There aren’t many bands out there that can cover the Gun Club and avoid sounding trite or phony. Japandroids – with immense energy – does it well. The band closed its most recent album, “Celebration Rock,” and a shit-hot 90-minute set with a cover of the totem, “For Love of Ivy” Sunday night at the Bluebird. You could almost feel the ghost of Jeffrey Lee Pierce in the room. What this Vancouver duo brings to the stage is just amazing. Brian King (guitar) and David Prowse (drums) create some music that is loud and over-sampled with ear-splitting, liquid electricity.
Japandroids are the epitome of minimalism, but the band put on a show that begged a packed house to actually believe there were only two dudes onstage. They reached back to the ends of emo when they built their sound – and if that weepy genre had kept its cool, this may be what it would have become. King and Prowse belted out foghorn-level guitar noise and driving rhythms while gushing with appreciation for this Denver audience.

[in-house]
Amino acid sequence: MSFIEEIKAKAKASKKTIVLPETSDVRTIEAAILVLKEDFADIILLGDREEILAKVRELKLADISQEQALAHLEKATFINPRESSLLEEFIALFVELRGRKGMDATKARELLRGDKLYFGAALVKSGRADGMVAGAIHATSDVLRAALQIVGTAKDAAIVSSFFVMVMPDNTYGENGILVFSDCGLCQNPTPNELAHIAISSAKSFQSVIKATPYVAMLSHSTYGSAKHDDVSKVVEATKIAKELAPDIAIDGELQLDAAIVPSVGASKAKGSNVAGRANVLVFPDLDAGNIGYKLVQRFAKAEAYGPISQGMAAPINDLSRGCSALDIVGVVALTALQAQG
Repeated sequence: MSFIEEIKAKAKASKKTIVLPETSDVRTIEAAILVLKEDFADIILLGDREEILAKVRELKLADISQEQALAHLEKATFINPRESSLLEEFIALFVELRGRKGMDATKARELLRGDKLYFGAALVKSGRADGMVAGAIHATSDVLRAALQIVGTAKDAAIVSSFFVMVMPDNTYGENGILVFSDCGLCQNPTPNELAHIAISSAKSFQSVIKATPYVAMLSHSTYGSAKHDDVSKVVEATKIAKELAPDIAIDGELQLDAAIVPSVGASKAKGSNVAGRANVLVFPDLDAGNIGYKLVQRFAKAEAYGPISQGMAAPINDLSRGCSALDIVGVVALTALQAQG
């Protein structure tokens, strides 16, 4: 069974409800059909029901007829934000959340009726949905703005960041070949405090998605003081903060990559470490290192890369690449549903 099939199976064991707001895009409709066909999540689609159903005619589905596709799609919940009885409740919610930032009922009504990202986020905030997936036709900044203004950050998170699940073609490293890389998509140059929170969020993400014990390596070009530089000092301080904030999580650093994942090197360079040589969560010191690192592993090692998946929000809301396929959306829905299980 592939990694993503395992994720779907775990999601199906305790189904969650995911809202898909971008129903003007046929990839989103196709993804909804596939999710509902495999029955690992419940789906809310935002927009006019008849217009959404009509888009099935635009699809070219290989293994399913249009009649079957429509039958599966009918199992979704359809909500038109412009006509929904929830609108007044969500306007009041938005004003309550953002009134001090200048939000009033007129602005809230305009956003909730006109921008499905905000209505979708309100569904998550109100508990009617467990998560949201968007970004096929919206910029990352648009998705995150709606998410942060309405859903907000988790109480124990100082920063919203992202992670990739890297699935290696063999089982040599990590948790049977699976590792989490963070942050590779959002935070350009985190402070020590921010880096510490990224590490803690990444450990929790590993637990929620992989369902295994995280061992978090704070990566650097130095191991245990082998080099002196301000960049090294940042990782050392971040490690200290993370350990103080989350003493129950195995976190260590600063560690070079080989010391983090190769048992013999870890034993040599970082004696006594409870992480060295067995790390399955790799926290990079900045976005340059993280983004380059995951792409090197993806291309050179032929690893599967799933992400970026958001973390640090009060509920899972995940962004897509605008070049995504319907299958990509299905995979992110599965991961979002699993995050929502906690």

King was pumped to play the duo’s entire catalog – including rarities like “Art Czars,” from an early seven-inch – alongside what have become anthemic hits, including “Nights of Wine and Roses,” “Fire’s Highway,” “Young Hearts Spark Fire” and an ecstatically stretched out “The House That Heaven Built.”
Early in the set, King quipped that their “… songs are super f***ing simple. If you don’t already know them, you probably know them by the second verse.”
He continued his goading with some references to our local NHL hockey team, and pointed out that if the season weren’t in lockout, he’d be “…throwing stuff at you, and you’d be throwing more shit up here.”
Later, he offered young musicians some solid advice: “If you’re afraid your band’s equipment is too shitty and looks stupid,” he said, “look how far we’ve come on shitty equipment that looks stupid!” In other words: never give up. This duo never did. And they made each tune feel like a marathon while they did it.